10 May 2024

What would it take to clean up Lake Burley Griffin? We ask the experts

| James Coleman
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Lake Burley Griffin

Lake Burley Griffin on a good day and still looking brown. Photo: James Coleman.

It’s been a debate for the ages.

Lake Burley Griffin is a cesspit of blue-green algae, carp, and drowned e-scooters. You swim in it only if you want to contract encephalitis. Or hypothermia. But how do we fix this, and get it looking more like a glacial fjord from Scandinavia?

The ACT Government has teamed up with the University of Canberra (UC) to at least get this process started.

Over the summer, a team of experts has taken sediment and water samples from the lake to ascertain what chemicals and nutrients it’s hiding and, of these, what needs to go and what needs to stay for the lake to become cleaner.

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Dr Rodney Ubrihien, from UC’s Centre of Applied Water Science, says it’s about “targeting key knowledge gaps” and the findings will be handed to the government around mid-2025.

“We did a bit of a review on Lake Burley Griffin based on what limited data we had available in 2020, and that told us the lake is on a tipping point,” he says.

“We wouldn’t want to start introducing any more pollutants to the lake or we could end up in a worse situation.”

The news follows a report handed down from a joint-standing committee earlier this week, focussed on ways to improve Canberra as the national capital. It’s the result of 43 submissions and nine public hearings.

The Jetty

The lake sure has its pretty moments – just don’t fall in. Photo: James Coleman.

“Canberra is more than just a city, it’s a symbol of who we are as Australians and it belongs to all Australians,” committee chair and Labor Member for Canberra Alicia Payne said.

“Our 21 recommendations are a roadmap for how this significant role can be recognised, fostered, and celebrated.”

ACT senator David Pocock wasn’t convinced, however. He argued Canberra remains the least-known capital city in the developed world and the recommendations needed “more ambition and a sharper focus” for this to have any hope of changing.

His nine recommendations include burying Parkes Way to free up land along the southern shore for a stadium and “National Convention Centre with an exhibition space of at least 10,000 square metres”, and constructing a new public pool in Commonwealth Park.

traffic on Parkes Way

Parkes Way is one of the city’s only east to west arterial roads. Pocock wants it buried. Photo: ACT Government.

But his final recommendation also addressed the perennial question: “That the Commonwealth Government provide additional funding to the ACT Government to support its efforts in improving the quality of water flowing into Lake Burley Griffin, including by replacing the concrete stormwater systems with naturalised creeks and wetlands”.

This tactic has precedent.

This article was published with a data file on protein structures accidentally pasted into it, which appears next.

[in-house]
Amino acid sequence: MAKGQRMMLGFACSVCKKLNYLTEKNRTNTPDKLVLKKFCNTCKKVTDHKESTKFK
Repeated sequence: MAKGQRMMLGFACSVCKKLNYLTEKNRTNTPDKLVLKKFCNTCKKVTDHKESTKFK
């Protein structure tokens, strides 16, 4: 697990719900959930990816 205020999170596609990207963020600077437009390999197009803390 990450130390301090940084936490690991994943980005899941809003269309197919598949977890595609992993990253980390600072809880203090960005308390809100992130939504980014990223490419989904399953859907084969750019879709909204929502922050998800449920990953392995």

UC led a research project at Lake Tuggeranong in 2019, funded by a joint ACT and Australian Government ‘Healthy Waterways’ program, which involved the construction of the Southern Hemisphere’s “largest rain garden”.

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This pond and wetlands environment was designed to slow and filter the water rushing down the concrete channels and, according to a report released in the aftermath, it is “helping to clean stormwater flows entering the lake”, but also “more work is needed to address algal blooms”.

Dr Ubrihien was involved in the project and says placing natural ponds between Canberra’s urban lakes and the stormwater channels that feed them not only slows water but also “restores some of the biochemical cycles that allow the system to better process pollutants”.

But he describes Lake Burley Griffin as a “different beast” to Lake Tuggeranong.

In some ways it’s easier, because the volume of water is larger and can cope with more chemicals and nutrients passing through it. But Lake Burley Griffin is also fed by a wider variety of waterways from the natural Molonglo River to the concrete stormwater channels.

Isabella Pond, Lake Tuggeranong wetlands. Photo: Southern ACT Catchment Group.

Installing wetlands along each of these isn’t an option because of urban development that leaves little room for erosion or flooding.

“The general consensus is we need to restore our catchments, and there are things we can try like introducing freshwater mussels to help filter the water, diverting some of the water, applying certain chemicals, but none of these work effectively everywhere – every lake’s different,” Dr Ubrihien says.

“But these solutions are super expensive and once they’re in, really difficult to go back on.”

Will Lake Burley Griffin ever look like Lake Como?

“I don’t think we’re going to get there and not because we can’t necessarily get the water quality to that same level, but our natural systems just don’t tend to look like that.”

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“ We wouldn’t want to start introducing any more pollutants to the lake or we could end up in a worse situation.” ….and the award for stating the bleeding obvious goes to….😂

Where is the NCA in all of this? They are responsible for it.

ChrisinTurner2:49 pm 14 May 24

Street sweeping needs to be at least weekly to solve the problem, as is done in most other cities.

Heywood Smith11:24 am 14 May 24

Never going to get quality water in a stagnant lake.

Correct. Water purification and pumping is needed, feeding water back into the lake. Some of the coved/bay areas need to be portioned off similarly to Commonwealth Park, with a further focus on carp eradication.

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